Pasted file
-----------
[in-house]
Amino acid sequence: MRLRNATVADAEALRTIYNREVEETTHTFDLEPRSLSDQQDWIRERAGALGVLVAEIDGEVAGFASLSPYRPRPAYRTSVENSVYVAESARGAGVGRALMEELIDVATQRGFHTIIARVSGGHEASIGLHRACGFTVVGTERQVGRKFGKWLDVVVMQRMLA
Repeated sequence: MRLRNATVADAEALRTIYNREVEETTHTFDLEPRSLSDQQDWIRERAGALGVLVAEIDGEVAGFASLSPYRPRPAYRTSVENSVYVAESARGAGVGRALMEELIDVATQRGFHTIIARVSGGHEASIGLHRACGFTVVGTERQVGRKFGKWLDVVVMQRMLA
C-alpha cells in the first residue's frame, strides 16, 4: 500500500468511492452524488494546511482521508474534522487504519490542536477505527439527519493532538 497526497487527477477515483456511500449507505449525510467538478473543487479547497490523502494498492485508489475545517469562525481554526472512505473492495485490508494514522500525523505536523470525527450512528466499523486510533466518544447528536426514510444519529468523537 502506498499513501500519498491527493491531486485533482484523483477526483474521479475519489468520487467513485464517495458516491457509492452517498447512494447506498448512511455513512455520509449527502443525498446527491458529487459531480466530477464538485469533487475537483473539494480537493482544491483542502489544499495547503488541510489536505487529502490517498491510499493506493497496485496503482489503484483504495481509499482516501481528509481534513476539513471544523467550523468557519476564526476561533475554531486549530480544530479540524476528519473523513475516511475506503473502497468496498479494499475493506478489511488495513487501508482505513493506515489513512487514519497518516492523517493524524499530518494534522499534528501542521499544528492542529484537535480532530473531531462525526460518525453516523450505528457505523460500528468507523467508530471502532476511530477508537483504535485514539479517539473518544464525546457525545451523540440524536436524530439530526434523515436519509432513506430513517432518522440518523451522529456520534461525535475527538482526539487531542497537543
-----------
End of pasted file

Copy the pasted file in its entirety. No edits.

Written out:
[in-house]
Amino acid sequence: MRLRNATVADAEALRTIYNREVEETTHTFDLEPRSLSDQQDWIRERAGALGVLVAEIDGEVAGFASLSPYRPRPAYRTSVENSVYVAESARGAGVGRALMEELIDVATQRGFHTIIARVSGGHEASIGLHRACGFTVVGTERQVGRKFGKWLDVVVMQRMLA
Repeated sequence: MRLRNATVADAEALRTIYNREVEETTHTFDLEPRSLSDQQDWIRERAGALGVLVAEIDGEVAGFASLSPYRPRPAYRTSVENSVYVAESARGAGVGRALMEELIDVATQRGFHTIIARVSGGHEASIGLHRACGFTVVGTERQVGRKFGKWLDVVVMQRMLA
C-alpha cells in the first residue's frame, strides 16, 4: 500500500468511492452524488494546511482521508474534522487504519490542536477505527439527519493532538 497526497487527477477515483456511500449507505449525510467538478473543487479547497490523502494498492485508489475545517469562525481554526472512505473492495485490508494514522500525523505536523470525527450512528466499523486510533466518544447528536426514510444519529468523537 502506498499513501500519498491527493491531486485533482484523483477526483474521479475519489468520487467513485464517495458516491457509492452517498447512494447506498448512511455513512455520509449527502443525498446527491458529487459531480466530477464538485469533487475537483473539494480537493482544491483542502489544499495547503488541510489536505487529502490517498491510499493506493497496485496503482489503484483504495481509499482516501481528509481534513476539513471544523467550523468557519476564526476561533475554531486549530480544530479540524476528519473523513475516511475506503473502497468496498479494499475493506478489511488495513487501508482505513493506515489513512487514519497518516492523517493524524499530518494534522499534528501542521499544528492542529484537535480532530473531531462525526460518525453516523450505528457505523460500528468507523467508530471502532476511530477508537483504535485514539479517539473518544464525546457525545451523540440524536436524530439530526434523515436519509432513506430513517432518522440518523451522529456520534461525535475527538482526539487531542497537543